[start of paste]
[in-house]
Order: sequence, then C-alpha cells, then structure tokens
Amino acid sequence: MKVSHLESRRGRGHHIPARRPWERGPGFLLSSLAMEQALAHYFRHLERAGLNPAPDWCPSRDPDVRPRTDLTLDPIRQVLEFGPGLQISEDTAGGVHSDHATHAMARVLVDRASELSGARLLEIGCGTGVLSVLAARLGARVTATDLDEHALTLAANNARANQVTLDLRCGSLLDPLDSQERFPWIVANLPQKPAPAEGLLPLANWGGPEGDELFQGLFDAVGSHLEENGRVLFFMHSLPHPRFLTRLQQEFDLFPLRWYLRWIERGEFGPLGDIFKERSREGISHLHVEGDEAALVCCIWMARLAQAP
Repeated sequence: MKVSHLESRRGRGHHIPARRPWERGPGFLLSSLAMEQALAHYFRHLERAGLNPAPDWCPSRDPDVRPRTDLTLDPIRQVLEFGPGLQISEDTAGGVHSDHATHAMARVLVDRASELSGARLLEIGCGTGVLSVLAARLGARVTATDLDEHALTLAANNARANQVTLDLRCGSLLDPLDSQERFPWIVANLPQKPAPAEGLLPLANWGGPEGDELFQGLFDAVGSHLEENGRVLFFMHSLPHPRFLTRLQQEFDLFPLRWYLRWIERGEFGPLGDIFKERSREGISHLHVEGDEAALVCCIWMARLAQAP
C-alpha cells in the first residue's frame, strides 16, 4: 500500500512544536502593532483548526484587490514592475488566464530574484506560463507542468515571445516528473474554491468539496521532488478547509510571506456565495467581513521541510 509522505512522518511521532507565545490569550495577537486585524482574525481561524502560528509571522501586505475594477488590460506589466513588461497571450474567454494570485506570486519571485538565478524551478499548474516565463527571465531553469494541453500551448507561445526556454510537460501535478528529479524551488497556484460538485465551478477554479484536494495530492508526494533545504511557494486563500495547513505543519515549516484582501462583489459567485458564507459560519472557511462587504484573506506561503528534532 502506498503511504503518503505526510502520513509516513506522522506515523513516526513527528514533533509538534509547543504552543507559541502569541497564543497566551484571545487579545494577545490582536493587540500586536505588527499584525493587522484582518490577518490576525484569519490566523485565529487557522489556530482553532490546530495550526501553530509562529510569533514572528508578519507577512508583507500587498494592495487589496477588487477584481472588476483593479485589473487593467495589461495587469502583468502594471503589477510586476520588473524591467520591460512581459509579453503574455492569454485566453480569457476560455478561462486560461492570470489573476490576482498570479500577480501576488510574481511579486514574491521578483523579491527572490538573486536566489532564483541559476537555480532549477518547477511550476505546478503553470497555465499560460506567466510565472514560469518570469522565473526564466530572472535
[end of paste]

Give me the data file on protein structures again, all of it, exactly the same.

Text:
[in-house]
Order: sequence, then C-alpha cells, then structure tokens
Amino acid sequence: MKVSHLESRRGRGHHIPARRPWERGPGFLLSSLAMEQALAHYFRHLERAGLNPAPDWCPSRDPDVRPRTDLTLDPIRQVLEFGPGLQISEDTAGGVHSDHATHAMARVLVDRASELSGARLLEIGCGTGVLSVLAARLGARVTATDLDEHALTLAANNARANQVTLDLRCGSLLDPLDSQERFPWIVANLPQKPAPAEGLLPLANWGGPEGDELFQGLFDAVGSHLEENGRVLFFMHSLPHPRFLTRLQQEFDLFPLRWYLRWIERGEFGPLGDIFKERSREGISHLHVEGDEAALVCCIWMARLAQAP
Repeated sequence: MKVSHLESRRGRGHHIPARRPWERGPGFLLSSLAMEQALAHYFRHLERAGLNPAPDWCPSRDPDVRPRTDLTLDPIRQVLEFGPGLQISEDTAGGVHSDHATHAMARVLVDRASELSGARLLEIGCGTGVLSVLAARLGARVTATDLDEHALTLAANNARANQVTLDLRCGSLLDPLDSQERFPWIVANLPQKPAPAEGLLPLANWGGPEGDELFQGLFDAVGSHLEENGRVLFFMHSLPHPRFLTRLQQEFDLFPLRWYLRWIERGEFGPLGDIFKERSREGISHLHVEGDEAALVCCIWMARLAQAP
C-alpha cells in the first residue's frame, strides 16, 4: 500500500512544536502593532483548526484587490514592475488566464530574484506560463507542468515571445516528473474554491468539496521532488478547509510571506456565495467581513521541510 509522505512522518511521532507565545490569550495577537486585524482574525481561524502560528509571522501586505475594477488590460506589466513588461497571450474567454494570485506570486519571485538565478524551478499548474516565463527571465531553469494541453500551448507561445526556454510537460501535478528529479524551488497556484460538485465551478477554479484536494495530492508526494533545504511557494486563500495547513505543519515549516484582501462583489459567485458564507459560519472557511462587504484573506506561503528534532 502506498503511504503518503505526510502520513509516513506522522506515523513516526513527528514533533509538534509547543504552543507559541502569541497564543497566551484571545487579545494577545490582536493587540500586536505588527499584525493587522484582518490577518490576525484569519490566523485565529487557522489556530482553532490546530495550526501553530509562529510569533514572528508578519507577512508583507500587498494592495487589496477588487477584481472588476483593479485589473487593467495589461495587469502583468502594471503589477510586476520588473524591467520591460512581459509579453503574455492569454485566453480569457476560455478561462486560461492570470489573476490576482498570479500577480501576488510574481511579486514574491521578483523579491527572490538573486536566489532564483541559476537555480532549477518547477511550476505546478503553470497555465499560460506567466510565472514560469518570469522565473526564466530572472535